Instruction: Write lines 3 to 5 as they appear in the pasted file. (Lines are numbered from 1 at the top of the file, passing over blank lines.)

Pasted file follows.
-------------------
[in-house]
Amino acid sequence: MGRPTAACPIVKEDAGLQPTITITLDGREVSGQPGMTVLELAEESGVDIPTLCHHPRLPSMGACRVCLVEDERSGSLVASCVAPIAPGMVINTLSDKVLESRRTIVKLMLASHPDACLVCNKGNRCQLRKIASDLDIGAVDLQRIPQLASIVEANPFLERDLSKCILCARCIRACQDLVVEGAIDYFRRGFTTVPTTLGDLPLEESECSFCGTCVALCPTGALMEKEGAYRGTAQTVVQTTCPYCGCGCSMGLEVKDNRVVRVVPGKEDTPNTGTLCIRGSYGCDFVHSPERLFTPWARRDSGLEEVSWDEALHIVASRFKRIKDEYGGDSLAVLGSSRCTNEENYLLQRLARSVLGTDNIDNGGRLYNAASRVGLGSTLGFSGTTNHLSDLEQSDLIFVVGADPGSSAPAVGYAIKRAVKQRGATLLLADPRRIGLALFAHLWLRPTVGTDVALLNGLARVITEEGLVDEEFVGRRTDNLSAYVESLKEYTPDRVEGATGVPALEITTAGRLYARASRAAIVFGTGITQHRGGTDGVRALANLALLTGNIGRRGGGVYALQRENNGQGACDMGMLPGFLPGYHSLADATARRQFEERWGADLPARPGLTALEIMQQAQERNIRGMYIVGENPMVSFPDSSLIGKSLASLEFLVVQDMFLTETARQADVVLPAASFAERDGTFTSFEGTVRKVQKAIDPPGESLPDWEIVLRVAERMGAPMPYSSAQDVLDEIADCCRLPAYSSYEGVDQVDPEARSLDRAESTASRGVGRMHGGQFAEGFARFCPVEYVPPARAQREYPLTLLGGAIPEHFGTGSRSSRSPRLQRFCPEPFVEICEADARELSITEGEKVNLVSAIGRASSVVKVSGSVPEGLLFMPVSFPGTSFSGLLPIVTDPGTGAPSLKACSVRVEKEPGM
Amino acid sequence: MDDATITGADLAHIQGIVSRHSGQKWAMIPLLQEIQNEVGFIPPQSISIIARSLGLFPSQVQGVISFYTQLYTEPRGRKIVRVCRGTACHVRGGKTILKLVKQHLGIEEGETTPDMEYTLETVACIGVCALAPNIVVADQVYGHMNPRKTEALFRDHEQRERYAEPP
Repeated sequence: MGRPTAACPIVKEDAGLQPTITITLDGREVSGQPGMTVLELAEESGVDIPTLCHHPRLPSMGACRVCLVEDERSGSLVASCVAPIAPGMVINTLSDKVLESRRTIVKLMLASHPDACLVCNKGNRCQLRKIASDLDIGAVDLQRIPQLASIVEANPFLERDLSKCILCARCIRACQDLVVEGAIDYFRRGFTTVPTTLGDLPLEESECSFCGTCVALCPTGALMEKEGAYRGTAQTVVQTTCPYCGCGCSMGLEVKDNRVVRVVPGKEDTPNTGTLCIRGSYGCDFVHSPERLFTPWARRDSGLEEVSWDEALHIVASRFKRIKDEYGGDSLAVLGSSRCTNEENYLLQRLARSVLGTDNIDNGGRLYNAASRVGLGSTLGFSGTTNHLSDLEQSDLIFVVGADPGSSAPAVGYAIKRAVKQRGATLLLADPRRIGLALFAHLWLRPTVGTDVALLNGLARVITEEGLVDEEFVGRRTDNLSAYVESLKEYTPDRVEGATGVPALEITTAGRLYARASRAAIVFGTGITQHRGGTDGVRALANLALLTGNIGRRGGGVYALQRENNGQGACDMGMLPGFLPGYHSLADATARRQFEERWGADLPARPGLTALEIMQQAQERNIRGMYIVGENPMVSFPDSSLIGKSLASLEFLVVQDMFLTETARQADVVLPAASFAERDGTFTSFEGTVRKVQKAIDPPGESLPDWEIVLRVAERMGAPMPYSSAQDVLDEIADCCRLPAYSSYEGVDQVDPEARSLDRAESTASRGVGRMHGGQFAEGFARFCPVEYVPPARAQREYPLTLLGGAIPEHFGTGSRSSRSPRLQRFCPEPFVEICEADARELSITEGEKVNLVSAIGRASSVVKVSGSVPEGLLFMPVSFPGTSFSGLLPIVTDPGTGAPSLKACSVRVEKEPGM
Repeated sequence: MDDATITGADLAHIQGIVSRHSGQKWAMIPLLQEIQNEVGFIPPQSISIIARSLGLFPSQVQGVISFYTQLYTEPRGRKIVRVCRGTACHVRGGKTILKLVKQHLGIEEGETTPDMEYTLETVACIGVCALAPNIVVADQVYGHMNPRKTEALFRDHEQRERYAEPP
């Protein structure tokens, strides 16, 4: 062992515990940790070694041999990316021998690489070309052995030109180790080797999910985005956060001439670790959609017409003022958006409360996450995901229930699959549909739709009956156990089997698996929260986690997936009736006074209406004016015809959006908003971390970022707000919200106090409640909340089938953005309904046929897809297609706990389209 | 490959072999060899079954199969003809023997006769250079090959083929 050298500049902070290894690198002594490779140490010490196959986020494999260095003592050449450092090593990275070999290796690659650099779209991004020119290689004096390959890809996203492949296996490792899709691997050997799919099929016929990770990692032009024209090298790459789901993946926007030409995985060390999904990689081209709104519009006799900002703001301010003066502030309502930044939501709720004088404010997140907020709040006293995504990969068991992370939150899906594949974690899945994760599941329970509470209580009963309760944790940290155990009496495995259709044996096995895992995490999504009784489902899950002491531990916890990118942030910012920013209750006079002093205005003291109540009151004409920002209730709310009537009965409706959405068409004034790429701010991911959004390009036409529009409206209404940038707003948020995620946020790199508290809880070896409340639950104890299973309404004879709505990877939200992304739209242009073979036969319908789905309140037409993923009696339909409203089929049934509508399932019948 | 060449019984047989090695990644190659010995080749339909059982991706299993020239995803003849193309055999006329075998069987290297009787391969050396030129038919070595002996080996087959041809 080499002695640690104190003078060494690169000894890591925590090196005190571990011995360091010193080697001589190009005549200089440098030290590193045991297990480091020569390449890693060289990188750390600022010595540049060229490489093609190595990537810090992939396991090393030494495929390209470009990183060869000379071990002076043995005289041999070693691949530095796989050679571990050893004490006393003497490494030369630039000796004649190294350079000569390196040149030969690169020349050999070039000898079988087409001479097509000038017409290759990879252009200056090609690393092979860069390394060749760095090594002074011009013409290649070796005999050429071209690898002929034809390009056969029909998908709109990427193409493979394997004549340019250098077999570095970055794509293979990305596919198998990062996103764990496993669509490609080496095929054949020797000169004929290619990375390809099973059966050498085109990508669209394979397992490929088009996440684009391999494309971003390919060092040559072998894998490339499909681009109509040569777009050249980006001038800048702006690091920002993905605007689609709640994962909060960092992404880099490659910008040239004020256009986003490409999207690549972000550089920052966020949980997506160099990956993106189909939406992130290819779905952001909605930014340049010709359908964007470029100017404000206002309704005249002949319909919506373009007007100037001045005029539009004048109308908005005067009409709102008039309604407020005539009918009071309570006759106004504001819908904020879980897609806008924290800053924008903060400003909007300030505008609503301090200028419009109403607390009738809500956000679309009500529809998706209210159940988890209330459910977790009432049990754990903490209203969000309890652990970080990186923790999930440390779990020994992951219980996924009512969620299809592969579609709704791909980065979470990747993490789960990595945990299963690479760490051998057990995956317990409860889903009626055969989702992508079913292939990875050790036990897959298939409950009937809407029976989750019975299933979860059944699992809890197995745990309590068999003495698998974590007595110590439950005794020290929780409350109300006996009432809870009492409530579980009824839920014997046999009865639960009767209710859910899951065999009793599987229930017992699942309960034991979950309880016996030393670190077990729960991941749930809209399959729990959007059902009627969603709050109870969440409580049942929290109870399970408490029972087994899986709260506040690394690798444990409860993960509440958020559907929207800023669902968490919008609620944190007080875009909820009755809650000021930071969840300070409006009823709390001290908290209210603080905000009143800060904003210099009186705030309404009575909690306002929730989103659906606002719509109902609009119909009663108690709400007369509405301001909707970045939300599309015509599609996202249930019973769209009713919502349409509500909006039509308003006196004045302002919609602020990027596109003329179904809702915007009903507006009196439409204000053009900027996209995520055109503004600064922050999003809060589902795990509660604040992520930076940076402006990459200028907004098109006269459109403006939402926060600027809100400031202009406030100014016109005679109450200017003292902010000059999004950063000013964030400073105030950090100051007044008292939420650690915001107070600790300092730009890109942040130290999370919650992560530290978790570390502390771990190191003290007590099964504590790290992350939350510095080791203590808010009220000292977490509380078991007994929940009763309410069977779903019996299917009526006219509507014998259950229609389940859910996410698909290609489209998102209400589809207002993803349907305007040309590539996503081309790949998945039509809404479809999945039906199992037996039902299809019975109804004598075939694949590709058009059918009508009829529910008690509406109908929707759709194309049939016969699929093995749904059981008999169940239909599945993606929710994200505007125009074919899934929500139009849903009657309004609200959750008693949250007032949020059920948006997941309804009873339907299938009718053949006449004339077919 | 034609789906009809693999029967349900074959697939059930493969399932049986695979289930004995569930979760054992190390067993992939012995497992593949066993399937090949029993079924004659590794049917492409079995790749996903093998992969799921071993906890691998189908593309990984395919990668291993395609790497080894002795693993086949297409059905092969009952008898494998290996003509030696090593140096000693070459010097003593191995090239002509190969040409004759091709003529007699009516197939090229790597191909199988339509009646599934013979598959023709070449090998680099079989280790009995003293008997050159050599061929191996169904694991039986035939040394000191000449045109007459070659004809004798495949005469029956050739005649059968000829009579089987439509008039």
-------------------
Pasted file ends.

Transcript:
Amino acid sequence: MDDATITGADLAHIQGIVSRHSGQKWAMIPLLQEIQNEVGFIPPQSISIIARSLGLFPSQVQGVISFYTQLYTEPRGRKIVRVCRGTACHVRGGKTILKLVKQHLGIEEGETTPDMEYTLETVACIGVCALAPNIVVADQVYGHMNPRKTEALFRDHEQRERYAEPP
Repeated sequence: MGRPTAACPIVKEDAGLQPTITITLDGREVSGQPGMTVLELAEESGVDIPTLCHHPRLPSMGACRVCLVEDERSGSLVASCVAPIAPGMVINTLSDKVLESRRTIVKLMLASHPDACLVCNKGNRCQLRKIASDLDIGAVDLQRIPQLASIVEANPFLERDLSKCILCARCIRACQDLVVEGAIDYFRRGFTTVPTTLGDLPLEESECSFCGTCVALCPTGALMEKEGAYRGTAQTVVQTTCPYCGCGCSMGLEVKDNRVVRVVPGKEDTPNTGTLCIRGSYGCDFVHSPERLFTPWARRDSGLEEVSWDEALHIVASRFKRIKDEYGGDSLAVLGSSRCTNEENYLLQRLARSVLGTDNIDNGGRLYNAASRVGLGSTLGFSGTTNHLSDLEQSDLIFVVGADPGSSAPAVGYAIKRAVKQRGATLLLADPRRIGLALFAHLWLRPTVGTDVALLNGLARVITEEGLVDEEFVGRRTDNLSAYVESLKEYTPDRVEGATGVPALEITTAGRLYARASRAAIVFGTGITQHRGGTDGVRALANLALLTGNIGRRGGGVYALQRENNGQGACDMGMLPGFLPGYHSLADATARRQFEERWGADLPARPGLTALEIMQQAQERNIRGMYIVGENPMVSFPDSSLIGKSLASLEFLVVQDMFLTETARQADVVLPAASFAERDGTFTSFEGTVRKVQKAIDPPGESLPDWEIVLRVAERMGAPMPYSSAQDVLDEIADCCRLPAYSSYEGVDQVDPEARSLDRAESTASRGVGRMHGGQFAEGFARFCPVEYVPPARAQREYPLTLLGGAIPEHFGTGSRSSRSPRLQRFCPEPFVEICEADARELSITEGEKVNLVSAIGRASSVVKVSGSVPEGLLFMPVSFPGTSFSGLLPIVTDPGTGAPSLKACSVRVEKEPGM
Repeated sequence: MDDATITGADLAHIQGIVSRHSGQKWAMIPLLQEIQNEVGFIPPQSISIIARSLGLFPSQVQGVISFYTQLYTEPRGRKIVRVCRGTACHVRGGKTILKLVKQHLGIEEGETTPDMEYTLETVACIGVCALAPNIVVADQVYGHMNPRKTEALFRDHEQRERYAEPP